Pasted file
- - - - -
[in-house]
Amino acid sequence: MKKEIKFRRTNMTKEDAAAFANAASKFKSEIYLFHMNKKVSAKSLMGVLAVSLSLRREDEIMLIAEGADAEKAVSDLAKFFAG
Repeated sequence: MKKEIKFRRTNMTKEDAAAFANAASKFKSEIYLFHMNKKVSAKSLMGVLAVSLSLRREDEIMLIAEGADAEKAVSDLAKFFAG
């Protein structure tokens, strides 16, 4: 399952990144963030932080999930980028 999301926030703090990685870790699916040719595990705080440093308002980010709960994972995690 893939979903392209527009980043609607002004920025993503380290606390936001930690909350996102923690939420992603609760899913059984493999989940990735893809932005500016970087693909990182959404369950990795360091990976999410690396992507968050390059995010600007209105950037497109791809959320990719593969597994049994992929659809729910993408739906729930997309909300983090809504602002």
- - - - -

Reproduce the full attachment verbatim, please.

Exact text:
[in-house]
Amino acid sequence: MKKEIKFRRTNMTKEDAAAFANAASKFKSEIYLFHMNKKVSAKSLMGVLAVSLSLRREDEIMLIAEGADAEKAVSDLAKFFAG
Repeated sequence: MKKEIKFRRTNMTKEDAAAFANAASKFKSEIYLFHMNKKVSAKSLMGVLAVSLSLRREDEIMLIAEGADAEKAVSDLAKFFAG
């Protein structure tokens, strides 16, 4: 399952990144963030932080999930980028 999301926030703090990685870790699916040719595990705080440093308002980010709960994972995690 893939979903392209527009980043609607002004920025993503380290606390936001930690909350996102923690939420992603609760899913059984493999989940990735893809932005500016970087693909990182959404369950990795360091990976999410690396992507968050390059995010600007209105950037497109791809959320990719593969597994049994992929659809729910993408739906729930997309909300983090809504602002």